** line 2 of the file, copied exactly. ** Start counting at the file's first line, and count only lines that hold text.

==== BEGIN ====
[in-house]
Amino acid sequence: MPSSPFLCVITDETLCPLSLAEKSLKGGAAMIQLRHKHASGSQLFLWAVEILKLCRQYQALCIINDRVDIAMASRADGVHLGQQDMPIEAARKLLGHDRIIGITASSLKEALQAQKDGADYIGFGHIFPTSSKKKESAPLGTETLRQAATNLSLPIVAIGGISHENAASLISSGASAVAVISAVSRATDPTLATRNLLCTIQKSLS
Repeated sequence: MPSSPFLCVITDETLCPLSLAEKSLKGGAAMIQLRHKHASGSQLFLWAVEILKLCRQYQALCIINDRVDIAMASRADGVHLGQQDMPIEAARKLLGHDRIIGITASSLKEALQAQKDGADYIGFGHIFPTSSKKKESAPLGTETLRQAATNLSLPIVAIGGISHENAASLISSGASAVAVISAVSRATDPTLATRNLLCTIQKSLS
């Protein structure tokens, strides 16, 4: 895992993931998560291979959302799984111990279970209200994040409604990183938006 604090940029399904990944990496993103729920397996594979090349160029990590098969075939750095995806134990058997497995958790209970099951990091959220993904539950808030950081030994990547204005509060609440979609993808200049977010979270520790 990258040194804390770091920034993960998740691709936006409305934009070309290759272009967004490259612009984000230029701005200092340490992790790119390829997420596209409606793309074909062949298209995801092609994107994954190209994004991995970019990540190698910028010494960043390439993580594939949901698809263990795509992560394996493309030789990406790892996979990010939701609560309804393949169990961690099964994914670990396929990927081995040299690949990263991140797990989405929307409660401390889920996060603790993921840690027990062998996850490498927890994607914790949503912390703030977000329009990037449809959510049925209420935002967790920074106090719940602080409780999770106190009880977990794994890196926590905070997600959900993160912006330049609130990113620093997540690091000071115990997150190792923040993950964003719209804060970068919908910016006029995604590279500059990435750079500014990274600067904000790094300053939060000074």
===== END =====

Amino acid sequence: MPSSPFLCVITDETLCPLSLAEKSLKGGAAMIQLRHKHASGSQLFLWAVEILKLCRQYQALCIINDRVDIAMASRADGVHLGQQDMPIEAARKLLGHDRIIGITASSLKEALQAQKDGADYIGFGHIFPTSSKKKESAPLGTETLRQAATNLSLPIVAIGGISHENAASLISSGASAVAVISAVSRATDPTLATRNLLCTIQKSLS